The Z at the start of the project name continued to form a characteristic feature of all the concept vehicles developed by BMW Technik GmbH during the subsequent years.
At the beginning of the 1990s, the nomenclature of had already got as far as number 11.
The fact that the prototype designated internally as the BMW Z11 was ultimately launched in the public domain as the BMW E1 bore testimony to its revolutionary power unit.
The BMW E1 presented at the Frankfurt Motor Show in 1991 had an electric motor mounted in the rear.
The development goal of this project was to carry out research into the advantages and disadvantages of a car propelled entirely by electric motive power when subject to the practical test of everyday conditions on the road.
The BMW E1 was also intended to represent a standalone, efficient automobile that was designed according to all the defining principles of driving pleasure while making no compromises with respect to functionality.
Today, the BMW E1 is regarded as the launch pad for holistic development of electro-mobility concepts in the BMW Group. A number of electric vehicles had already been developed on the basis of conventional series models from the start of the 1970s onwards. These vehicles had yielded fundamental insights into the areas of power-unit and energy-storage technology. The BMW E1 was the result of the first vehicle concept based on electro-mobility.
The electric motor of the BMW E1 packs 37 kW with power being transferred to the rear axle. The innovative extruded aluminium construction and plastic body produced an exceptionally lightweight city car with a top speed of 120 km/h and a range of 200 kilometres.
The BMW E1 was a prototype that was fully roadworthy with the capability to be used in everyday traffic conditions. The performance and practical qualities of the vehicle with its aerodynamically pioneering design were immediately given a seal of approval by the test drivers at the time.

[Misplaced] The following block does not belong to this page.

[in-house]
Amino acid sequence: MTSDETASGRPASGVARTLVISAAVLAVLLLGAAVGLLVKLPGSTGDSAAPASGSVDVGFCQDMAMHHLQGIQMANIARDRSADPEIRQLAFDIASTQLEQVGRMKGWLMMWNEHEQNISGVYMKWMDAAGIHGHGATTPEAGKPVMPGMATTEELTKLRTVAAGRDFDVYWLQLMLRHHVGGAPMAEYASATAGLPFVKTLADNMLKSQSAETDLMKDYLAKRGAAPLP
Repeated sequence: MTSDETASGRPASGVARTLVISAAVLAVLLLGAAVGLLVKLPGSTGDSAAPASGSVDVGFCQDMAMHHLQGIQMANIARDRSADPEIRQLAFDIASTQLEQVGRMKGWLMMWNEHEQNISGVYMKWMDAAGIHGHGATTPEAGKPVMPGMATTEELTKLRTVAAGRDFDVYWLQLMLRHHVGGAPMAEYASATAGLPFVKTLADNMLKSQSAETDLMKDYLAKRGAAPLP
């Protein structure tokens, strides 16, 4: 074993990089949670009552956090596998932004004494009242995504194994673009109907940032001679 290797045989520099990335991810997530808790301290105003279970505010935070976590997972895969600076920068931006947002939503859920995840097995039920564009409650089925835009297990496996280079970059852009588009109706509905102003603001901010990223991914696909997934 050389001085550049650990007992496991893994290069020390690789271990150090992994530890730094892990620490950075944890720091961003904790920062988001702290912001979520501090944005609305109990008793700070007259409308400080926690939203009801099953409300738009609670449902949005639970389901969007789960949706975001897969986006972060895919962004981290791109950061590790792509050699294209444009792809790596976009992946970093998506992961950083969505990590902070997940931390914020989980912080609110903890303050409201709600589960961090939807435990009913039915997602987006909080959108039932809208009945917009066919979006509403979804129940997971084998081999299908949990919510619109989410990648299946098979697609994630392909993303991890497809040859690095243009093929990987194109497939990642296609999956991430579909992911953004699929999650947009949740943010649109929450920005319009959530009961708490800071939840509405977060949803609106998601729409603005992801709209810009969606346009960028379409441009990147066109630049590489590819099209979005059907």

High-grade materials and the quality of finish so typical of BMW definitively set the BMW E1 apart from the few other electric vehicles.
Airbags for driver and passenger set a new benchmark for protection of the occupants.
The trade magazine “Auto Bild” designated the 2+2-seater that generated zero emissions when driving as “the most advanced car of the century”. And the readers’ choice in car magazine “Auto Zeitung” voted the BMW E1 as the winner in the category “Environment and Technology”.
In the BMW E1, sodium-sulphur batteries are mounted under the rear seat and adequately protected in the event of a crash. A conventional domestic power socket is all that’s necessary to recharge the power supply.
The BMW Z15 designed as a successor and the slightly bigger BMW E2 based on that platform are powered by a sodium nickel-chloride battery.
The basic conclusion from this development series established in the early 1990s was that vehicles powered with electric drive are technically feasible, but the technology for storing electric energy needs more work and sets practical limits for use. This has provided a technological basis for the MINI E and the BMW Concept ActiveE.